First Trax

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Each autumn, the mountains and valleys of Haywood County are set ablaze, as a sea of green transforms into a patchwork of fiery color. Leaf-looking, as it has been called, has for a long time drawn visitors here every fall—and with good reason: There’s no better place to observe and enjoy this annual display of nature’s beauty. And, based on some early predictions by experts, this year will be no exception.

Photo of Cold Mountain (Yes the same one of movie fame!) Photo taken by Randi Evans for SkiSoutheast.com in Haywood County>

Surrounded by protected wilderness areas like the Blue Ridge Parkway, Great Smoky Mountains National Park and the Pisgah National Forest, Haywood County offers leaf-lookers endless panoramas of this natural, magical and awe-inspiring phenomenon. With 13 peaks surpassing 6,000 feet in elevation (more than any county east of the Mississippi River, making it one of the highest—with a mean elevation of 3,600 feet—east of the Rockies), the views of the changing leaves are spectacular—and seemingly endless. The scenery from the valleys is equally breathtaking. Simply put, everywhere you turn and wherever you look, the vista might just make you think you walked into a painting.


If there’s a silver lining to be found in the lack of rain clouds during an extended period of dry weather across the mountains of Western North Carolina this spring and summer, it may come in the form of above-average leaf color this fall.

That’s the word from Katherine Mathews, Western Carolina University’s fearless fall foliage forecaster and an assistant professor of biology specializing in plant systematics. Typically, drier weather during the spring and early summer results in a colorful fall leaf season beginning in October, said Mathews.

“This should be a pretty good year for leaf color change,” she said. “Although there was enough rainfall this spring to keep the trees healthy, we are still in drought conditions in the western part of the state, which, surprisingly, is good for fall color. Fortunately, the summer temperatures have not been as consistently hot as we had last year, so we should not experience the early leaf drop we had last fall. It all adds up to a nice, long progression of fall color.”

Historically, below-average rainfall during the spring and early summer means plant growth is stunted by a lack of sufficient water, Mathews said.

The final factor in the equation is climate during the first weeks of autumn, she said. “If the temperatures in September and October cooperate and cool down, contributing to the breakdown of chlorophyll, we should expect to see some brilliant fall colors this year,” Mathews said.

Chlorophyll is the chemical that gives leaves their green color in spring and summer. As chlorophyll breaks down, yellow pigments —always present in the leaves, but masked by the green of chlorophyll—are revealed, and new red pigments are produced.

Mathews also said leaf-lookers should not worry about any negative impact on fall color from the emergence of periodic cicadas in some spots across the mountains earlier this year.

The annual color show will begin first in the higher elevations of the northwestern sections of North Carolina, typically in early October, and progress southward and down slopes through mid-October and early November. Yellow birches, red sourwoods, red and yellow maples, yellow pin cherries and yellow poplars will be the first colors to show, Mathews said.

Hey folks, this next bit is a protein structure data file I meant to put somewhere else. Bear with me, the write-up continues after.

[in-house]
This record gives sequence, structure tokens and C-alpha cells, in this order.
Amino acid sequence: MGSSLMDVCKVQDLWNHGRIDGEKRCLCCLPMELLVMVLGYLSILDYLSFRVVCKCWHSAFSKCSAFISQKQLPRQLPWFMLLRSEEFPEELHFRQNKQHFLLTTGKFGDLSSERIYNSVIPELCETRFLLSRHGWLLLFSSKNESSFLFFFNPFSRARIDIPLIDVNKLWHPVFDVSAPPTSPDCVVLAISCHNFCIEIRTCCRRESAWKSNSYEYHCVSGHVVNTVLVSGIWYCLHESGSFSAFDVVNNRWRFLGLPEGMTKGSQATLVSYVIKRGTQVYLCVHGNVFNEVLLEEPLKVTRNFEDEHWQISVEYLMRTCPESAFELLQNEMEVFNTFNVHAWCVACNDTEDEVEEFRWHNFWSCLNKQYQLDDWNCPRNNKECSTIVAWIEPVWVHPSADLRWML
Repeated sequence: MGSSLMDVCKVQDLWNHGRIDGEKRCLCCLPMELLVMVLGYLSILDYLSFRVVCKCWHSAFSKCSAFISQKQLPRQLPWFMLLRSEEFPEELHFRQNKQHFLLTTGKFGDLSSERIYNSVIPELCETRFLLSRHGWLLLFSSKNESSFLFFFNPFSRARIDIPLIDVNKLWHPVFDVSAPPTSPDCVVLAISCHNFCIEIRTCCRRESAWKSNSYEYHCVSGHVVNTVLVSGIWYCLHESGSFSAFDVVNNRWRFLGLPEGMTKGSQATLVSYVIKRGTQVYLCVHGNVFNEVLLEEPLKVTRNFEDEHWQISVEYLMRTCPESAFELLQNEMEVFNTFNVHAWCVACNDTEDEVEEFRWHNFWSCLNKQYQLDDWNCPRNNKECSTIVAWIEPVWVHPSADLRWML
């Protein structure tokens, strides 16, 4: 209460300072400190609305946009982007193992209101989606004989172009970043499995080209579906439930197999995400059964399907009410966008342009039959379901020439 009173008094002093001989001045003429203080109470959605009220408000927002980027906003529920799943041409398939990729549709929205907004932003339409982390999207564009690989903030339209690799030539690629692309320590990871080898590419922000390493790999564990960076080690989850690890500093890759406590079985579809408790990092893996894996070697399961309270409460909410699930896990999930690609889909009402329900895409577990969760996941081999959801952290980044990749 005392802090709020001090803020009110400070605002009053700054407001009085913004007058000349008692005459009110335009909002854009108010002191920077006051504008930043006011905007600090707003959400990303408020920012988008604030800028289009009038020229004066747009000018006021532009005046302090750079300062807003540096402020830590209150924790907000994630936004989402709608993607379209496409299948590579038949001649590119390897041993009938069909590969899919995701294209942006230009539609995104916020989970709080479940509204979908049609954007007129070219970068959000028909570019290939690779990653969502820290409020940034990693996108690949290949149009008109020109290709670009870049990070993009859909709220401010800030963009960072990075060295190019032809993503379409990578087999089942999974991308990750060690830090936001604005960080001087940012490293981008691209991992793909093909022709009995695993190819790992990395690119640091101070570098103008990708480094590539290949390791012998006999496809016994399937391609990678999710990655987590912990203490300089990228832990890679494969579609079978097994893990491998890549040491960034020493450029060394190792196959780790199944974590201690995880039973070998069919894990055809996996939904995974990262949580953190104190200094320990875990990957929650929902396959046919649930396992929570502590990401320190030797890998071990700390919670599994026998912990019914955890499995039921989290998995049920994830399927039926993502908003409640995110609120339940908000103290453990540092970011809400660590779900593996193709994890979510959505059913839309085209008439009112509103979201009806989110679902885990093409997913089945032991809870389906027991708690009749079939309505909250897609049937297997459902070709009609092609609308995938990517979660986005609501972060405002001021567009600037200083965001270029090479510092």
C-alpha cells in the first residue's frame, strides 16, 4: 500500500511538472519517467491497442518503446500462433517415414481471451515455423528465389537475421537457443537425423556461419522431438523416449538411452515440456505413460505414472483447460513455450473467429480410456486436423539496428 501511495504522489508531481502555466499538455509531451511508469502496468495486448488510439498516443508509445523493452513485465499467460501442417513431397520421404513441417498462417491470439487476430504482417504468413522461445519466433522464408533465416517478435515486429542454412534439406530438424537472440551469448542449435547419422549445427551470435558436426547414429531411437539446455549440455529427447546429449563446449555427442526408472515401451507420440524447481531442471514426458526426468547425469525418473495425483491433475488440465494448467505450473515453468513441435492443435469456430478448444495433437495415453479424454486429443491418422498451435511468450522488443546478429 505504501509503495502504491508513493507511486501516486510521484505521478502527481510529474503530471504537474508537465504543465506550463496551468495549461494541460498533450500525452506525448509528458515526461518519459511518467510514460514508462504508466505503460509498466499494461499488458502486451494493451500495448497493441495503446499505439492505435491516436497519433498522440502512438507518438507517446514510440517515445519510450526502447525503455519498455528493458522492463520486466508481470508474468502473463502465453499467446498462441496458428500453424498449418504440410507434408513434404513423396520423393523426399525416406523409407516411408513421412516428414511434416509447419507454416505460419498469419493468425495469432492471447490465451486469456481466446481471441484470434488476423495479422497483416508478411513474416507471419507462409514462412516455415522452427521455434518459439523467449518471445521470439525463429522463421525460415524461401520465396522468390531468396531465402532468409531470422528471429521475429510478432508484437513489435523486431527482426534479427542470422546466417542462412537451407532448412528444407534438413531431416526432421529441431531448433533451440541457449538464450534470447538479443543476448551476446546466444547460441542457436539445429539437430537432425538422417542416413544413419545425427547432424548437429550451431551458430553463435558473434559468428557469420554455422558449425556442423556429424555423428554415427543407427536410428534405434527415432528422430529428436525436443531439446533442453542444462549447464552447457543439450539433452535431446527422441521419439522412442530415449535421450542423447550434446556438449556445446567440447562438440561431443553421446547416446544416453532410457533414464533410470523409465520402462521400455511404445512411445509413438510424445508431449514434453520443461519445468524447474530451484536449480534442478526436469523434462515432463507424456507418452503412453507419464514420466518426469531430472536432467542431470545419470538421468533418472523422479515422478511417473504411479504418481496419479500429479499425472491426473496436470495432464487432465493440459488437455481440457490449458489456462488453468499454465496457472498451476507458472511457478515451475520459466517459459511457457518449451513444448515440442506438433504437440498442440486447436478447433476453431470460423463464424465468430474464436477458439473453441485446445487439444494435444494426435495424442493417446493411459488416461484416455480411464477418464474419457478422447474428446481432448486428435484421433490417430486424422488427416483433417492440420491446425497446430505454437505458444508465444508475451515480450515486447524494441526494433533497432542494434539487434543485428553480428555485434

They will be followed by the yellow and red of oaks and sweet gums, yellow of hickories, yellow and brown of beeches, and a variety of other color shades in the vines, shrubs and smaller trees beneath the forest canopy. Peak fall color should arrive five to 10 days after the first frost at any particular location, Mathews said.

“Last year, there was not much of a peak, although we did see some brilliant color. This year, the trees should be on a more typical color schedule, peaking in mid-October in the mountains,” she said. “And a sharp cooling of temperatures in September and October would really cause the colors to burst, as this stimulates the production of anthocyanin, or red pigments.”


Leaf-looking has evolved into activity in and of itself. But here are some suggestions of ways and place to make your autumn getaway to Haywood County worth every penny:

• The Great Smoky Mountains National Park and the Blue Ridge Parkway provide leaf-lookers with an array of overlooks, vistas and, of course, photo opportunities.

• With hundreds of miles of hiking trails crisscrossing Haywood County, the opportunities to explore this natural paradise on foot are numerous, to say the least. Walk through tall forests bursting with colors to a clearing that offers panoramic views. And, best of all, there are options for every level of hiker, from easy to difficult, from short to steep.

Maggie Valley Golf Club in the fall>

• Haywood County is home to six beautiful golf courses, which are only become even more beautiful during fall. Enjoy the cooler temperatures and colorful surroundings by bringing along the clubs. Often, the courses will offer rounds at reduced rates.

• Scenic drives abound here. From the Blue Ridge Parkway to lesser-known country roads, touring the area by car or motorcycle is a popular way for leaf-lookers to enjoy the landscape.

For more information about fall foliage, please call us at 800.334.9036 or e-mail us [email protected] . Be sure to check back regularly for updates about the current status of local fall color.  Also visit the Haywood County Tourism and Development Association website at www.SmokeyMountains.net

Story provided by The Haywood County TDA
Photos by various photographers and submitted to SkiSoutheast.com for use.

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